Often we are content to know our sword is by our side, but not wielding it regularly causes the sharp edge to become rusty and heavy in our hand. To keep our blade shining and our wit sharp we need to hone our talent with daily practice. Grammar and sentence structure are essential skills. We need to polish our words, learn our craft, and exercise our creativity.

God’s Word is a sword, a mighty weapon. Words that drip from our pen can also be powerful. Christian writers, we must practice and perfect our writing to bring glory to God.

My tongue is the pen of a ready writer
Writers generally like the solitary task of writing. Many of us are perhaps even introverted, so while we like to write, we can get flustered when asked to read our writing, or give an interview, or speak to a group of people. Writing may be God’s work for us, yet writing is only half the work God asks us to do when we hear this call.

Our primary calling as Christians is to share the Good News. As we are inspired, knowing our inspiration comes from God even if we are not writing specifically Christian articles, we can best share the Good News with face-to-face contact. Yes, isolated writers must also become prepared to meet people, ready to speak as well as write. Our mission field may include a librarian as we research, a reporter wishing to do an interview, other writers as we share and teach one another, editors who accept our submissions, and the readers with whom we share our work. Our behaviour is a witness, as well as our words.

At some point, every writer needs to read their work aloud for an audience, explain the heart of the writing, or give an interview about their work. However, we need not fear. The more we write, crafting our words to be clear on paper, the more we are also learning to articulate well, using proper grammar and understanding to state a complete thought without over-spill.

As Christian writers, we are able to speak effectively. There is great comfort in knowing God provides help for those of us with speech impediments, or who are not naturally eloquent, or when we panic as Moses did when God gave him a speaking engagement. Isaiah 32 tells of a time when the King will reign and “… the tongue of the stammerers will be ready to speak plainly.” For believing writers, the promise of this passage is timely and true today as our King, Christ Jesus, reigns in our lives.

I address my verses to the King; My tongue is the pen of a ready writer
When we find writing difficult, we can calm our turbulent thoughts by focusing on the source of our inspiration. Writers often use free-flow brainstorming exercises to move from the logical thinking side of our brain to the artistic side.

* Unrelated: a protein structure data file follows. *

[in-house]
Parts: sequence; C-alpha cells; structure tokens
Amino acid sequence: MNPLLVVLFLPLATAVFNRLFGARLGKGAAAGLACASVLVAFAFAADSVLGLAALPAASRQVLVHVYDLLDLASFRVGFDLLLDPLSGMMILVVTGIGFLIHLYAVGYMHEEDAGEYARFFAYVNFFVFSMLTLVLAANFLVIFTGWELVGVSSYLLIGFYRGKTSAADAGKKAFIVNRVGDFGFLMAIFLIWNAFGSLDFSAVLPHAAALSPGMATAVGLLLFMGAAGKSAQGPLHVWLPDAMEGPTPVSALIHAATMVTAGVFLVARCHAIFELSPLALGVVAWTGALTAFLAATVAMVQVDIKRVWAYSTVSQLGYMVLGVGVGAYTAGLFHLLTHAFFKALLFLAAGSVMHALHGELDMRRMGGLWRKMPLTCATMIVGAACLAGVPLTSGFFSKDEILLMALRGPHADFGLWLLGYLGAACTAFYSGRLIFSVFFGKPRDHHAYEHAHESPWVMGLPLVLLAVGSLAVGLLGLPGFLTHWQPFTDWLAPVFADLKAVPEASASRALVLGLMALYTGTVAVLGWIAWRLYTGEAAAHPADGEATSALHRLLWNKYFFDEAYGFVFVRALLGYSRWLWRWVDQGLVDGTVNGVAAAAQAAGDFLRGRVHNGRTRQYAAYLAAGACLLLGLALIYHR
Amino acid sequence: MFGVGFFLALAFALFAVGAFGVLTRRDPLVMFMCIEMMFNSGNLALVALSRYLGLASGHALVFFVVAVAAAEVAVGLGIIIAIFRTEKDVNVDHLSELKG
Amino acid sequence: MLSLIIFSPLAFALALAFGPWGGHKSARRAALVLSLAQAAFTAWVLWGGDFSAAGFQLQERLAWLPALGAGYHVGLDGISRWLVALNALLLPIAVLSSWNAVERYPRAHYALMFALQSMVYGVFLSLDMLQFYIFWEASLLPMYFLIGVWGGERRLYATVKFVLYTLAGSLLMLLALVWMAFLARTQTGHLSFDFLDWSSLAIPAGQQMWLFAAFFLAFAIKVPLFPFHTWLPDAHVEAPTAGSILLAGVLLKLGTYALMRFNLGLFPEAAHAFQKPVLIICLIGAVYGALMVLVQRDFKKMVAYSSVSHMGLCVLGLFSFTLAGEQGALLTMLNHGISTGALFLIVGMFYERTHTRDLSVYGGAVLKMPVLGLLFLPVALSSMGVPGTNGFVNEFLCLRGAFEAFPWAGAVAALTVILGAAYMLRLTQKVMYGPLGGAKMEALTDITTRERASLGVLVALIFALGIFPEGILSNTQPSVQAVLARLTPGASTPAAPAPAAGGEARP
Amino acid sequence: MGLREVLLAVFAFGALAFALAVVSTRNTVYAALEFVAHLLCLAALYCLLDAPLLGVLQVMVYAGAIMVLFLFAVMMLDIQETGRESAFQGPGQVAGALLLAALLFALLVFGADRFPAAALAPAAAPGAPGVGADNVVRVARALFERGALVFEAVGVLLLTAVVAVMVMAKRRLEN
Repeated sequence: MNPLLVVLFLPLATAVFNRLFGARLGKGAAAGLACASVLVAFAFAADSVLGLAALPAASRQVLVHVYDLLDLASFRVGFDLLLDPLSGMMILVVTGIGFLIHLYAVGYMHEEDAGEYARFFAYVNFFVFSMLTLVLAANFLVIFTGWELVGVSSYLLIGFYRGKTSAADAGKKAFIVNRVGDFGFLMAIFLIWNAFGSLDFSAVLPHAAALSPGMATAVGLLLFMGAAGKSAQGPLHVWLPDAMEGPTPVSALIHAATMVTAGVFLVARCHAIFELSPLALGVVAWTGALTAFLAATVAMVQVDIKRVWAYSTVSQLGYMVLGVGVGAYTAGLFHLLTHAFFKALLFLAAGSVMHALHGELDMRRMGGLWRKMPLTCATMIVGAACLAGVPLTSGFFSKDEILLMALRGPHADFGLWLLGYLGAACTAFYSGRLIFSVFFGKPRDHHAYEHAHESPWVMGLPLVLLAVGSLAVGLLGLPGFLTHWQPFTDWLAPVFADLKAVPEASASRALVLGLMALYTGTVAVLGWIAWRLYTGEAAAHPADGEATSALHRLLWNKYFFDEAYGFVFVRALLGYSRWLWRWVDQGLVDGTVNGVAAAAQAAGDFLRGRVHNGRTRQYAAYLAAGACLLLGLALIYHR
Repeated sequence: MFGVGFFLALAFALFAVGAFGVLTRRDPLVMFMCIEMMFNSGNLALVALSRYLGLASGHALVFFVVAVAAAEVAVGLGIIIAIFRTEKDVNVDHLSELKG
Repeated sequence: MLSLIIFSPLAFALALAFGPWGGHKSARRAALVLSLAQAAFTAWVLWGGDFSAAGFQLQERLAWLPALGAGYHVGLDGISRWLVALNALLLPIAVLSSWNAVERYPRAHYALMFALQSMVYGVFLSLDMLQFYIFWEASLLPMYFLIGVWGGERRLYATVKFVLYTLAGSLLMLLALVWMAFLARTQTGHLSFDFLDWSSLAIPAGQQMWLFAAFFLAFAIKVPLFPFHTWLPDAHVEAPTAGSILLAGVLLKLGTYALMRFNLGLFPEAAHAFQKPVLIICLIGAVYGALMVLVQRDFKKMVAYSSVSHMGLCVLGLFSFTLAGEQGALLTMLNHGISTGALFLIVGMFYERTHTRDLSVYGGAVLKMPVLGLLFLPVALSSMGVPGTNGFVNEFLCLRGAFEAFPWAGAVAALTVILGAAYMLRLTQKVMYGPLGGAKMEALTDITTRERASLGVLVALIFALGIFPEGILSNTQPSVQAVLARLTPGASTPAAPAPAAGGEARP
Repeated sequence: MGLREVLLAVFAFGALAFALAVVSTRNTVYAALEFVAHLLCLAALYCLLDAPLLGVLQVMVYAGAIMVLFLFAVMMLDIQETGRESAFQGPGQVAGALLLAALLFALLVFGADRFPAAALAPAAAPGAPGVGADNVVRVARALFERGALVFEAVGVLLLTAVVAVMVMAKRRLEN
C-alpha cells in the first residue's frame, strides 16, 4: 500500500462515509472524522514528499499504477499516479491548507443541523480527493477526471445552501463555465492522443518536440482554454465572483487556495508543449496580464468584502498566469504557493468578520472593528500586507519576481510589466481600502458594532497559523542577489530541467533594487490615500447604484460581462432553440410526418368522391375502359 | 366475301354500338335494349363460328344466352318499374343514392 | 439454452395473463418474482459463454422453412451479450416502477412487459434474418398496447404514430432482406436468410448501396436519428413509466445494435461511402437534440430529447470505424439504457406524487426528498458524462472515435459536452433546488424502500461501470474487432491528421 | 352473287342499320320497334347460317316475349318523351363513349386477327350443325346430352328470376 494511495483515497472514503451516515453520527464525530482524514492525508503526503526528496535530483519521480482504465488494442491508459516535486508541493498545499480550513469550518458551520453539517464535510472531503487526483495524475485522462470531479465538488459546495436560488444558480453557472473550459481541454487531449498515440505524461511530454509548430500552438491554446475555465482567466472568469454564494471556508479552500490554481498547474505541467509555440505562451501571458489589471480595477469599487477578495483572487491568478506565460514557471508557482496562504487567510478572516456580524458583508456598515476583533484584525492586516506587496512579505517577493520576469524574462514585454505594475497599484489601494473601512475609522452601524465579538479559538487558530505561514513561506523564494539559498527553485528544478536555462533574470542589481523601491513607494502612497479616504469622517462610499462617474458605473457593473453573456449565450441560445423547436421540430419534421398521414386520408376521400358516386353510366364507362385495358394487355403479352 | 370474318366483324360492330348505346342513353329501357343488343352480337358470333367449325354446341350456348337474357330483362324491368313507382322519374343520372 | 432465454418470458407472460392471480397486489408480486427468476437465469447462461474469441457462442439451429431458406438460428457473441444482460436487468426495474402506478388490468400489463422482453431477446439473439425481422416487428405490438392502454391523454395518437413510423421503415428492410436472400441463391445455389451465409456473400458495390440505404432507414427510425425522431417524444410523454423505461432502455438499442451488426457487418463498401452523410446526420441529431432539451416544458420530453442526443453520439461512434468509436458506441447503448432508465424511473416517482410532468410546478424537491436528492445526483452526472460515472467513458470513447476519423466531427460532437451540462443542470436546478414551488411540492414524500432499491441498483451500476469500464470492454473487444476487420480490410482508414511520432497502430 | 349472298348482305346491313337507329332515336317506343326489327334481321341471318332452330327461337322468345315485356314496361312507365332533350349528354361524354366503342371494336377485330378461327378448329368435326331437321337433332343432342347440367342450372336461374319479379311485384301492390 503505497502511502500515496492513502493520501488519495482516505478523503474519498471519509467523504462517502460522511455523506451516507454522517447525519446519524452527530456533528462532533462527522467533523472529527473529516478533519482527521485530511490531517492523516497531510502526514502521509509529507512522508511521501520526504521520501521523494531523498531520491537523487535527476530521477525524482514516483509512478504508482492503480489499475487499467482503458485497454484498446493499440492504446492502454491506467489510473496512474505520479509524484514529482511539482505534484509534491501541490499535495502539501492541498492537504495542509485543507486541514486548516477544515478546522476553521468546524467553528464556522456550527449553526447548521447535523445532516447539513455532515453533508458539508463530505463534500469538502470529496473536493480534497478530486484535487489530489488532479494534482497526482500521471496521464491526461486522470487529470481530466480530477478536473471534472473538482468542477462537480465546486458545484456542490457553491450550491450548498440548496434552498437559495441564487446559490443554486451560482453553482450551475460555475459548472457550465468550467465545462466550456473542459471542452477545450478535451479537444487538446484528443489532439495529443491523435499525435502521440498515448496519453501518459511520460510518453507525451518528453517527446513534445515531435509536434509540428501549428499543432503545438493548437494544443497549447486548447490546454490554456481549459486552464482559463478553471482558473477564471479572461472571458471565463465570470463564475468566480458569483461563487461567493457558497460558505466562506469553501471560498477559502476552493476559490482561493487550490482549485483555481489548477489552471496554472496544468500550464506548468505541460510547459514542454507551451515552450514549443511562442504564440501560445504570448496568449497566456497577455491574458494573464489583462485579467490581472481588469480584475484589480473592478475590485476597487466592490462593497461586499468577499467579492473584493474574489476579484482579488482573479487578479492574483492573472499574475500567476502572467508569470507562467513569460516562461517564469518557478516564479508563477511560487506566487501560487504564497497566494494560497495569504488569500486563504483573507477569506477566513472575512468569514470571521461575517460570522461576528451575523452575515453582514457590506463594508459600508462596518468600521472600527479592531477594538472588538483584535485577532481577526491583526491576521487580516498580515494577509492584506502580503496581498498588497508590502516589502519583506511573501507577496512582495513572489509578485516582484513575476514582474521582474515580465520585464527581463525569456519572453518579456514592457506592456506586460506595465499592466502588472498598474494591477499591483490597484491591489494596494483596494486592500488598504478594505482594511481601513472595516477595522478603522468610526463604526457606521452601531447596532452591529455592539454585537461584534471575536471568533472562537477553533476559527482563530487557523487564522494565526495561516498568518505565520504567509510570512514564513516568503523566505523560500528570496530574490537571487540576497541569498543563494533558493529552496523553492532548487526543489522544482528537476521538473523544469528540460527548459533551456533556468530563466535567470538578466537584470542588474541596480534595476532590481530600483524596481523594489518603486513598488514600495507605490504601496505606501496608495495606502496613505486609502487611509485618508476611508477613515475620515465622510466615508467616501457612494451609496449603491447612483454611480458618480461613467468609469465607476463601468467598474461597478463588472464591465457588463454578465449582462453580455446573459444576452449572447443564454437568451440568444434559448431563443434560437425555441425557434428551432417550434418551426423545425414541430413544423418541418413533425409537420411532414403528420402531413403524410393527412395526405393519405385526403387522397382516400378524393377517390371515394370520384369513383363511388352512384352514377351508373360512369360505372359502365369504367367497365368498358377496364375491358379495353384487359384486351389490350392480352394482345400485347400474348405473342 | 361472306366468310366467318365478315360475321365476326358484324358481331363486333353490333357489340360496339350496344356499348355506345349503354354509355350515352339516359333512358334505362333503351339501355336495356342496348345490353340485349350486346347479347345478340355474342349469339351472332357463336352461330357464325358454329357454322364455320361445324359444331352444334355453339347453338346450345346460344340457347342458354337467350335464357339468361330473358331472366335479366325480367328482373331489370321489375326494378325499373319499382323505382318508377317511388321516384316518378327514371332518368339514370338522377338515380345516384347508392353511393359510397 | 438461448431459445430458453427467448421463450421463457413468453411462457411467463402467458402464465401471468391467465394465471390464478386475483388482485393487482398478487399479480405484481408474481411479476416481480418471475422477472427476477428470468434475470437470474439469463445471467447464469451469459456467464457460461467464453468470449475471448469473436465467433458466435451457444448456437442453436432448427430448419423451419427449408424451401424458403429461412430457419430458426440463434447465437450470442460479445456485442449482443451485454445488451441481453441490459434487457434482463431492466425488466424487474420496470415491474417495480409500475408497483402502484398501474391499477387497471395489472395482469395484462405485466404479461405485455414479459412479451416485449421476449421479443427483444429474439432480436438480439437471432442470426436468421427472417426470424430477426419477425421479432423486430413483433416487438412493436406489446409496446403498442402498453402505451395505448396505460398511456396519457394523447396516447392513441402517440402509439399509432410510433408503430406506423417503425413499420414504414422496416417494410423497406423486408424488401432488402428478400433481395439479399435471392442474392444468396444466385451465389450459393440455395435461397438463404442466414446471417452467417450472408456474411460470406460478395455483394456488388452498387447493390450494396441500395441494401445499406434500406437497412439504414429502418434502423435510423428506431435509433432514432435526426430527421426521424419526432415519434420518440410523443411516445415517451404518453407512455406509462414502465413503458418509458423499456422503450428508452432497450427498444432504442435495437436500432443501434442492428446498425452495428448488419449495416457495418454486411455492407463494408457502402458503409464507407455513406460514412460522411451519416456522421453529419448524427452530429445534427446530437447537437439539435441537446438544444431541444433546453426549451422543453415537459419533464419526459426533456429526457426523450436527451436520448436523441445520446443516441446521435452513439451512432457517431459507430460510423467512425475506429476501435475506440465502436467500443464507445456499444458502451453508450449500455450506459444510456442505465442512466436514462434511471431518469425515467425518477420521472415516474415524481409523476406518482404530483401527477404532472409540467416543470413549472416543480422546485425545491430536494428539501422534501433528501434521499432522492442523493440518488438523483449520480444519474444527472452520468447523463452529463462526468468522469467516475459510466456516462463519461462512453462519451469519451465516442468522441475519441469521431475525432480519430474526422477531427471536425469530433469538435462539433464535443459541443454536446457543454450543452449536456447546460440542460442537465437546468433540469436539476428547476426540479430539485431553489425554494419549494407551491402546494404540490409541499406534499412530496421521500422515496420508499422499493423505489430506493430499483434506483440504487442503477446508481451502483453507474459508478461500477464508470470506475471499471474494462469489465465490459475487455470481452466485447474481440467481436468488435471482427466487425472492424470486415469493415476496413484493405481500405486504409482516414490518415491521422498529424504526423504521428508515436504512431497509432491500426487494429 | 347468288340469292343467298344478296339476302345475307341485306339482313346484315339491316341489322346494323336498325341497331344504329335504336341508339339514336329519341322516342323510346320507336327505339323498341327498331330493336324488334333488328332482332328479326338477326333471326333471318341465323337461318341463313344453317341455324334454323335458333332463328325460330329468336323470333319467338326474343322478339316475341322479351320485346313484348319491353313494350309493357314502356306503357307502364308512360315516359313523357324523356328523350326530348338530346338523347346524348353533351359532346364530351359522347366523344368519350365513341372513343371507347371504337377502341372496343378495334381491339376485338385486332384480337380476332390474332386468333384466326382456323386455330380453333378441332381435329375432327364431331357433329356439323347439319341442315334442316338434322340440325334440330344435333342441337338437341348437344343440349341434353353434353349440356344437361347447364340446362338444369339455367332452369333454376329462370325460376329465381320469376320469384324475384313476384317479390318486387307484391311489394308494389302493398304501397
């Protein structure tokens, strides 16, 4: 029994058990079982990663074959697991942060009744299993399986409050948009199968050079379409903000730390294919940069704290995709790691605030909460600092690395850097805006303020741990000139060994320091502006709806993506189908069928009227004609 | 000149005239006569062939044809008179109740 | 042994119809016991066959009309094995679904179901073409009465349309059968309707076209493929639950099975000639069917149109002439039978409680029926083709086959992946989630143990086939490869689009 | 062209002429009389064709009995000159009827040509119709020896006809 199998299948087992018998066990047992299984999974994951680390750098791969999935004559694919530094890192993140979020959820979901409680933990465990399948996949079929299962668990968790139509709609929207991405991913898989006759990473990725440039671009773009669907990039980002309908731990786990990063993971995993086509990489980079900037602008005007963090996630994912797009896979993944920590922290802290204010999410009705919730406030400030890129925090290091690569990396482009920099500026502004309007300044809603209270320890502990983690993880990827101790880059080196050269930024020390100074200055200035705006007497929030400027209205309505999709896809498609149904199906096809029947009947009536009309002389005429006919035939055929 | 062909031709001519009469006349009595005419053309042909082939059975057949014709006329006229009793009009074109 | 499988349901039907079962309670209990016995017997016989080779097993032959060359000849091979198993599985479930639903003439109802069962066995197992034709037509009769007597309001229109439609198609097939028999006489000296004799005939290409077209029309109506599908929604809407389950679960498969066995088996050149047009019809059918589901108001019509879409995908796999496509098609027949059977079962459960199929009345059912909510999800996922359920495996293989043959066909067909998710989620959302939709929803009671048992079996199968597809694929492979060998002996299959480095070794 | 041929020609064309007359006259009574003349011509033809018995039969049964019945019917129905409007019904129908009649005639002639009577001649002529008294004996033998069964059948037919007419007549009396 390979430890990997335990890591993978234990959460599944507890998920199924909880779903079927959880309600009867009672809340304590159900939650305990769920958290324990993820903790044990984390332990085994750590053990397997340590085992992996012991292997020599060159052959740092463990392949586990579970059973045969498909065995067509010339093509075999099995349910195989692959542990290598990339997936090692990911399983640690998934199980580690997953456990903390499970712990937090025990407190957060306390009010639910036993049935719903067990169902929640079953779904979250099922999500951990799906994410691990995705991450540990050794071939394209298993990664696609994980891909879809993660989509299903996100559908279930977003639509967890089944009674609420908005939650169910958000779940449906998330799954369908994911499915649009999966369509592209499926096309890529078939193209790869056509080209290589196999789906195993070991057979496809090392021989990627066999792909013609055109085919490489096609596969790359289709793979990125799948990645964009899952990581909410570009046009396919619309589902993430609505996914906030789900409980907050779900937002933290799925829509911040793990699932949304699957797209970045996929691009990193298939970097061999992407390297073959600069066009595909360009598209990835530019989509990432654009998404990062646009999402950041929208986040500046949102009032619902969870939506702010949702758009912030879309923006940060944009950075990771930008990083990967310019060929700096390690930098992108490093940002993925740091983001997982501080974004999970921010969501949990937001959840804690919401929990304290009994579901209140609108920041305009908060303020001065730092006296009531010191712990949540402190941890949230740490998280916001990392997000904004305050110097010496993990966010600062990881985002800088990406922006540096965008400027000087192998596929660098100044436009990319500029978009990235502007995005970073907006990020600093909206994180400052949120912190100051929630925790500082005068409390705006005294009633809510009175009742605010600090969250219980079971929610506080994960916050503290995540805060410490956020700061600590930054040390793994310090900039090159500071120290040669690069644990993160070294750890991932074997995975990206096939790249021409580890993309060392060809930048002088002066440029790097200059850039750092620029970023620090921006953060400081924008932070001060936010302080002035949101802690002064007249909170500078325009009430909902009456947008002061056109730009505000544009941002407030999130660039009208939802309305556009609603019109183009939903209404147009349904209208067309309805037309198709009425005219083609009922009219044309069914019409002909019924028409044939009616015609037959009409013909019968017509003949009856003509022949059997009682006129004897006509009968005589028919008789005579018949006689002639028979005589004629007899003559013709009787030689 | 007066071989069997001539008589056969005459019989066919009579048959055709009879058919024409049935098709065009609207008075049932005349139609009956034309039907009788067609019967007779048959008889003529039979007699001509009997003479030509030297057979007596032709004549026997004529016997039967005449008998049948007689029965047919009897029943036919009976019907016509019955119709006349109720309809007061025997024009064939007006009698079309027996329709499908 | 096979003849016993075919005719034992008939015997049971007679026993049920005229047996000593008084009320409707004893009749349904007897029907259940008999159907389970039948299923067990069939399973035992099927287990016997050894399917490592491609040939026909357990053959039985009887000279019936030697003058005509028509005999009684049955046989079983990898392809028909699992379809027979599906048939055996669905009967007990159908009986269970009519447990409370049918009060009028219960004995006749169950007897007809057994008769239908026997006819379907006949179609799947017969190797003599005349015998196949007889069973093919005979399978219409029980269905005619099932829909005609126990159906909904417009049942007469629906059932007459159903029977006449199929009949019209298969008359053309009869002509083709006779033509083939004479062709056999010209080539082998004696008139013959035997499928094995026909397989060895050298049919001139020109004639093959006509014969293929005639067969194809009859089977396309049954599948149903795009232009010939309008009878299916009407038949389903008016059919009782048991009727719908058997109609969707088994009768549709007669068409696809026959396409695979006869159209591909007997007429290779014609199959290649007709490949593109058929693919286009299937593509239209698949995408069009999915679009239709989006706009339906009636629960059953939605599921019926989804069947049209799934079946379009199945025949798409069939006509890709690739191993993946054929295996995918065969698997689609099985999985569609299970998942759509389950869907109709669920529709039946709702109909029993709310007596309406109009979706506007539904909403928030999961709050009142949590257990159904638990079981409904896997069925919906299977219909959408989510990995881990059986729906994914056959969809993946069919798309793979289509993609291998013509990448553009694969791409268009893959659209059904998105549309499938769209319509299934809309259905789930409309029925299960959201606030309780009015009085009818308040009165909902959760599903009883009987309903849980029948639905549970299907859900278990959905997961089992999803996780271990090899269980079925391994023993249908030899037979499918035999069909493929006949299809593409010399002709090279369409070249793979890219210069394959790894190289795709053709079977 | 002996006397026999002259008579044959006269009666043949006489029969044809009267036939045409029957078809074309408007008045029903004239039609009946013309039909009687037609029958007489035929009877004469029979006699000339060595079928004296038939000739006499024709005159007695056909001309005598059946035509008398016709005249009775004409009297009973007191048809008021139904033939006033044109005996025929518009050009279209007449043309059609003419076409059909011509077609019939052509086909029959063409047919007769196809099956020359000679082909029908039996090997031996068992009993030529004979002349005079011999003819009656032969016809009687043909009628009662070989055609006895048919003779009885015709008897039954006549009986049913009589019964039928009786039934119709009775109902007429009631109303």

As Christian writers, we have an even more powerful way to knock out the dam that blocks our creativity. We can write directly to our inspiration-giver. We can take a few moments to write a prayer to God. Whether our prayers meander as streams of thanksgiving and praise, or wildly crash as waves of emotional angst, we can lay them out on the page, placing them at God’s feet. Prayer writing lets us break free of the situational banks confining our life, and allows God’s grace-filled creativity to flow into and through us.
Filtering our words through prayer also keeps our tongue from stumbling and inspires us as we wield our pen-sword.

My heart overflows with a good theme; I address my verses to the King; My tongue is the pen of a ready writer
Whether we write for a Christian audience, a secular audience, or for only ourselves, God’s creative nature stirs in us when we understand we are writers, and we are ready to answer God’s call to use our writing. We find inspiration in both the tiny ripples of a small puddle and in the tsunami crashing over us. The beauty of God’s grace is that He is able to redeem all circumstances for His glory, so it is all good! Like moving water can be used to generate power, using our words to honor our King is electrifying. We cannot help but rush to share our joy.

To experience God’s joy in your writing, open the floodgates and let the waterfall of words roar.

Psalm 45:1 (MSG)
My heart bursts its banks,
spilling beauty and goodness.
I pour it out in a poem to the king,
shaping the river into words.

 

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2 Comments on “Waterfall

  1. “The pen of a ready writer is a powerful sword.” That should be on a poster somewhere. 🙂
    Beautiful eloquent words. I enjoyed every second of this read. No wonder it won.

    Like